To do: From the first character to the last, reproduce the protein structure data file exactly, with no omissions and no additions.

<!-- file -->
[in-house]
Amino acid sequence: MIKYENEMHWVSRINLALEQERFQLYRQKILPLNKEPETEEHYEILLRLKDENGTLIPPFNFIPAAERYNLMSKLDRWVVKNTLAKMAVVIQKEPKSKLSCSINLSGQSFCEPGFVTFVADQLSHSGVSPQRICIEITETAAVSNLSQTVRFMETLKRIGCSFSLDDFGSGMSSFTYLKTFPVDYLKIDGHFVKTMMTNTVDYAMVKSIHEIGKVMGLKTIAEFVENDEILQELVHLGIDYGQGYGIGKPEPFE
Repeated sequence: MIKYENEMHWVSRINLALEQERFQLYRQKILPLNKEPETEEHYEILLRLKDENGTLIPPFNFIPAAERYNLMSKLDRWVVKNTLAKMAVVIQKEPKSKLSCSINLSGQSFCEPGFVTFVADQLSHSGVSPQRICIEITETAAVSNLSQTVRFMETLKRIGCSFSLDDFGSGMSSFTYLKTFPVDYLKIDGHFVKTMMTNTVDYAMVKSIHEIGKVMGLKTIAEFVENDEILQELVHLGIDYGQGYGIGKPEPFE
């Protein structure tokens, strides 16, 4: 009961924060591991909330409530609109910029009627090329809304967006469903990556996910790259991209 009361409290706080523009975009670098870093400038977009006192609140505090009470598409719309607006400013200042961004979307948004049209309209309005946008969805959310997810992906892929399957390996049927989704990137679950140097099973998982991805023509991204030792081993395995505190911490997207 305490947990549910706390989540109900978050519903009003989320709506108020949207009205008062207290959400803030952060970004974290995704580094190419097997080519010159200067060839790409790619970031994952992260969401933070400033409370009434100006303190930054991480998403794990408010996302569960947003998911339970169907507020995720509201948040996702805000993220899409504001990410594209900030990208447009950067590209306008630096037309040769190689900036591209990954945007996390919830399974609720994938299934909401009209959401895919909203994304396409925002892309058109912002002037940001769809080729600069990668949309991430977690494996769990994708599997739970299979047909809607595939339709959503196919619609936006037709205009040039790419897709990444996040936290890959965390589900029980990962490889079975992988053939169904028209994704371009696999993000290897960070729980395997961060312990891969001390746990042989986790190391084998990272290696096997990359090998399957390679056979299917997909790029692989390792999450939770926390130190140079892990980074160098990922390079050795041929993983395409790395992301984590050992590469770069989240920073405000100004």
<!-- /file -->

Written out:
[in-house]
Amino acid sequence: MIKYENEMHWVSRINLALEQERFQLYRQKILPLNKEPETEEHYEILLRLKDENGTLIPPFNFIPAAERYNLMSKLDRWVVKNTLAKMAVVIQKEPKSKLSCSINLSGQSFCEPGFVTFVADQLSHSGVSPQRICIEITETAAVSNLSQTVRFMETLKRIGCSFSLDDFGSGMSSFTYLKTFPVDYLKIDGHFVKTMMTNTVDYAMVKSIHEIGKVMGLKTIAEFVENDEILQELVHLGIDYGQGYGIGKPEPFE
Repeated sequence: MIKYENEMHWVSRINLALEQERFQLYRQKILPLNKEPETEEHYEILLRLKDENGTLIPPFNFIPAAERYNLMSKLDRWVVKNTLAKMAVVIQKEPKSKLSCSINLSGQSFCEPGFVTFVADQLSHSGVSPQRICIEITETAAVSNLSQTVRFMETLKRIGCSFSLDDFGSGMSSFTYLKTFPVDYLKIDGHFVKTMMTNTVDYAMVKSIHEIGKVMGLKTIAEFVENDEILQELVHLGIDYGQGYGIGKPEPFE
């Protein structure tokens, strides 16, 4: 009961924060591991909330409530609109910029009627090329809304967006469903990556996910790259991209 009361409290706080523009975009670098870093400038977009006192609140505090009470598409719309607006400013200042961004979307948004049209309209309005946008969805959310997810992906892929399957390996049927989704990137679950140097099973998982991805023509991204030792081993395995505190911490997207 305490947990549910706390989540109900978050519903009003989320709506108020949207009205008062207290959400803030952060970004974290995704580094190419097997080519010159200067060839790409790619970031994952992260969401933070400033409370009434100006303190930054991480998403794990408010996302569960947003998911339970169907507020995720509201948040996702805000993220899409504001990410594209900030990208447009950067590209306008630096037309040769190689900036591209990954945007996390919830399974609720994938299934909401009209959401895919909203994304396409925002892309058109912002002037940001769809080729600069990668949309991430977690494996769990994708599997739970299979047909809607595939339709959503196919619609936006037709205009040039790419897709990444996040936290890959965390589900029980990962490889079975992988053939169904028209994704371009696999993000290897960070729980395997961060312990891969001390746990042989986790190391084998990272290696096997990359090998399957390679056979299917997909790029692989390792999450939770926390130190140079892990980074160098990922390079050795041929993983395409790395992301984590050992590469770069989240920073405000100004």